Updating my Far North and Northland camping blogs from Summer 2017.
We recently returned from a road trip to northland which included a night in both Ahipara and Matakohe. See: northland road trip travel guide
I’m happy to say that both places are awesome as always. in two years the changes have been minimal while the pricing remains the same.
AHIPARA HOLIDAY PARK (previous blog)
The road to the upper terrace where we usually camp has been cemented. This makes it accessible for campervans and caravans and some of the sites up there now are powered. Our bamboo grove is one of these and although we were disappointed by it’s 'upgrade' and spruce, we found another fab unpowered site on the other side shaded by pines with a peep of the sea.
The new paddock area is now a fully functioning addition to the park, although the trees are small and the campers (on the night we stayed there) partied up a storm. It has no appeal at all.
What hasn’t changed: They haven't relocated the ping pong table.
New discovery: The 24/7 piped music in the ablutions is streamed from the internet, see: TuneIn
The meet ’n greet at reception says it all. This Holiday Park seems to employ young international backpackers, perhaps offering an exchange of board and lodging for a couple of hours work? The result is that you are attended to by young, fresh faced travellers with strongly accented English, huge enthusiasm for where they are and first-hand experience of dune surfing at Cape Reinga. It makes you feel like you’re on an OE in your own country.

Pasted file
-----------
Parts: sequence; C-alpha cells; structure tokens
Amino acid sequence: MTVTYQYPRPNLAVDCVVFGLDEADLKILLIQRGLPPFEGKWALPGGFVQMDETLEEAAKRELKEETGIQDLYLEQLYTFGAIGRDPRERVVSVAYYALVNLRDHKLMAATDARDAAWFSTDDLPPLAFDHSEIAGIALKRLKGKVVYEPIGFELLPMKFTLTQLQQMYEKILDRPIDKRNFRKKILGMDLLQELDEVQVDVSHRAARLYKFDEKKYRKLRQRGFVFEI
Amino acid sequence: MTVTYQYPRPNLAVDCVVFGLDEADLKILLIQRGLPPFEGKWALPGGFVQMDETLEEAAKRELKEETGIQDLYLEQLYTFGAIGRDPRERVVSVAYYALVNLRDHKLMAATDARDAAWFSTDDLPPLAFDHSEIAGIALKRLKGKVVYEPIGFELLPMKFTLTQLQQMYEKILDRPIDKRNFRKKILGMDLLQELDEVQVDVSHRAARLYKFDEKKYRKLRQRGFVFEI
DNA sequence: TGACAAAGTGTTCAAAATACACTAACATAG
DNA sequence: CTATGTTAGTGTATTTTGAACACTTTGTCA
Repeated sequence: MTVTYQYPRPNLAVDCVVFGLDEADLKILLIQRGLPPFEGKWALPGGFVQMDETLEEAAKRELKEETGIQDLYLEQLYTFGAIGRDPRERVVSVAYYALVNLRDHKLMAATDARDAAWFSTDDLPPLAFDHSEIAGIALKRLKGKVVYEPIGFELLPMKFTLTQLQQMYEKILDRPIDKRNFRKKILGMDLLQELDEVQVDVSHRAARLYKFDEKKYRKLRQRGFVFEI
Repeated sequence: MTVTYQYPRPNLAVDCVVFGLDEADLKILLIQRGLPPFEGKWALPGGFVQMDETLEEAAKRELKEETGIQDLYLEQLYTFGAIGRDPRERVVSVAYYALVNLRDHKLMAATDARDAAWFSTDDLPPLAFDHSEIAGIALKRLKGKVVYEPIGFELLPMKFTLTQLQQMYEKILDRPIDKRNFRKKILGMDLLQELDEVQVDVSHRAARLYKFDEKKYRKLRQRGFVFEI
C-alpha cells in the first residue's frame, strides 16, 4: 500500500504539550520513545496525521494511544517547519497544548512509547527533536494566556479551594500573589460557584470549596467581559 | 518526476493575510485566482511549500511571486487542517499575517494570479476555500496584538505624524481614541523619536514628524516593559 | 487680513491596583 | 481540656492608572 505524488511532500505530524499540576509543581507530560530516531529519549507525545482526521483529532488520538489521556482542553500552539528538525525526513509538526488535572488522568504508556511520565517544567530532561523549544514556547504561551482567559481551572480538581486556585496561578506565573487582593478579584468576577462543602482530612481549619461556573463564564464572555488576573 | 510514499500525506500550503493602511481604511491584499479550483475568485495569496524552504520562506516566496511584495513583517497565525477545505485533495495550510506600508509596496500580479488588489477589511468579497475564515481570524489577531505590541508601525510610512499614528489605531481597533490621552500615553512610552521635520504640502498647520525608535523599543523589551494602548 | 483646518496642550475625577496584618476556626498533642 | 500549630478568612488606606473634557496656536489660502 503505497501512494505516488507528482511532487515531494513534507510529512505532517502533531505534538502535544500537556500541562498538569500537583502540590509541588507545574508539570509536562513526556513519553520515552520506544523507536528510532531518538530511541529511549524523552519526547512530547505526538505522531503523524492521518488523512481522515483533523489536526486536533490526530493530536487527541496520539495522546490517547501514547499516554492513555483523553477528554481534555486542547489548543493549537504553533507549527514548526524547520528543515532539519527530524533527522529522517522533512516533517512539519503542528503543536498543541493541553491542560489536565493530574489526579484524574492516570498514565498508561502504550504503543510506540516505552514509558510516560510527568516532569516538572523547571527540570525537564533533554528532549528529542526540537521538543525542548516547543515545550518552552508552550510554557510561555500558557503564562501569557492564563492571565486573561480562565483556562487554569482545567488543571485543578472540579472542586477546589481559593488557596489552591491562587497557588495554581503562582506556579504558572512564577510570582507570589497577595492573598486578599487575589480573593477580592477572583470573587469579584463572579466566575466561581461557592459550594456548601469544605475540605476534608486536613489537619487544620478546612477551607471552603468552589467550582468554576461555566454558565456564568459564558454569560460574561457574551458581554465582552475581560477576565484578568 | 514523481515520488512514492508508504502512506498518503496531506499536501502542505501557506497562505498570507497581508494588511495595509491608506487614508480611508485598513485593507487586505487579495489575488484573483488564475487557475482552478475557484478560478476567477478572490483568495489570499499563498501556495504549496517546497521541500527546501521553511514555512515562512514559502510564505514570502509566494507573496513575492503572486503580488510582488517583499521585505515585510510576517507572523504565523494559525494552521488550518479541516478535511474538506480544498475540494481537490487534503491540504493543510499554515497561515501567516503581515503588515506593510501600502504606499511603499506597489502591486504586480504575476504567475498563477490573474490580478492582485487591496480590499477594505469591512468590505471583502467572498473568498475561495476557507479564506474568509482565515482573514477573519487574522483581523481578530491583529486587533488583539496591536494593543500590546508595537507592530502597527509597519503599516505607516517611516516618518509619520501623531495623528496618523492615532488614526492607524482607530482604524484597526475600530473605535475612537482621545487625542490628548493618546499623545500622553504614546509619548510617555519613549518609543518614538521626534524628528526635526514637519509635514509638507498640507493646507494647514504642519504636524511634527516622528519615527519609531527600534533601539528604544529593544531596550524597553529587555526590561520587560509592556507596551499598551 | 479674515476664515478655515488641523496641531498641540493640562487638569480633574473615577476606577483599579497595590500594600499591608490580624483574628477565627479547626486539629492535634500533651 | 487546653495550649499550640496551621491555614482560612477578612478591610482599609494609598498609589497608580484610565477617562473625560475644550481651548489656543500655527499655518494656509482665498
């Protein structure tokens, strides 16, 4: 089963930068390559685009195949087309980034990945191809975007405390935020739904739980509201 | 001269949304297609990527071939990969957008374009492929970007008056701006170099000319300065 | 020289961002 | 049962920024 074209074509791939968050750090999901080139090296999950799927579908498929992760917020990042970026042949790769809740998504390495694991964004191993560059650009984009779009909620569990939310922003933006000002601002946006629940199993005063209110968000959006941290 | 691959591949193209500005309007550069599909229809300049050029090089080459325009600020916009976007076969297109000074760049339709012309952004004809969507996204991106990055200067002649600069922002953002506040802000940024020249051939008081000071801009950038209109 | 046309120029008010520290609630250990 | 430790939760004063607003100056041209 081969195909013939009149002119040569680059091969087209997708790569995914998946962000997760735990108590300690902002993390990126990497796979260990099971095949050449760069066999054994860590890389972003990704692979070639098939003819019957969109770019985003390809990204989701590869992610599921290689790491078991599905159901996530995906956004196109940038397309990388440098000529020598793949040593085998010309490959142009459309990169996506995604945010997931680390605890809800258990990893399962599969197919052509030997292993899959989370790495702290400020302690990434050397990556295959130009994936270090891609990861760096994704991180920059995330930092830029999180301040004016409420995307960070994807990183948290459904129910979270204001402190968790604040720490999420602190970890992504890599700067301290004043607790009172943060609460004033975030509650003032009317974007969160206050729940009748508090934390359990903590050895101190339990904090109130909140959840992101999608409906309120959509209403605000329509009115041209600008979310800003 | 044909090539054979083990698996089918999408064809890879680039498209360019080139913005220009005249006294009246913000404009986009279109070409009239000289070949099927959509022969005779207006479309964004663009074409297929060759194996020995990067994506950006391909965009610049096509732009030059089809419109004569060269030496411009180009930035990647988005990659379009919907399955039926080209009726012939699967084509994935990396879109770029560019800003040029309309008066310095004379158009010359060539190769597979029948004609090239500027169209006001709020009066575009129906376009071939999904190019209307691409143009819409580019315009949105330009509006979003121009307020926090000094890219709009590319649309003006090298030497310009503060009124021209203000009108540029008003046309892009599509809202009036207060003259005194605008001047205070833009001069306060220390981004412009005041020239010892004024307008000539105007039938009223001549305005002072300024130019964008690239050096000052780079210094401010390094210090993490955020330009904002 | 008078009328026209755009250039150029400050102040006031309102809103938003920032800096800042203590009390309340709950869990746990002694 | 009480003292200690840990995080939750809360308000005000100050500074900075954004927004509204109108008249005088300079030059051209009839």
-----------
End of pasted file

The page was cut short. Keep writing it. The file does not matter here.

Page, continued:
Until you ask a question they can’t answer. Such as: what is that music in the loos at 3.00 am? Then you’re introduced to the owner, a not-so-young but equally helpful Kiwi, who takes you back of house to show you the link on his computer.
Finding yourself camped next to a group of young travellers and a bunch of tiny tents sounds warning bells (see our night with the Nomads tour group). What we seek out is a single tiny tent with one or two bicycles. The owner/s invariably are too exhausted from peddling all day even to talk, let alone party. When it comes to packing down, their set up is lightweight and quiet, and there’s no way to rev a bicycle. Snoring is the biggest risk here.
MATAKOHE HOLIDAY PARK (previous blog)
Wifi is available at the park, free, in the vicinity of the main house.
What hasn’t changed:
The welcoming, down-home country feel.
New discovery: For the first time we camped on a different site (the one behind our favourite Number 30) because it offered more shelter from the strong westerly wind. Still a good an experience, and as there were no cows or sheep in the paddock, we didn't feel as though we were missing out on our farmyard fix.
Again, the meet ’n greet instantly conveys the feel of the place. It's as though you're arriving at a homestay. The office is small and personal, fronted by the owner or her rellies. Their house overlooks the park, and the cottagey style of it is echoed in the motel units and camp kitchen. There's this blend of things being clean and tidy, at the same time they're relaxed and friendly. Love it.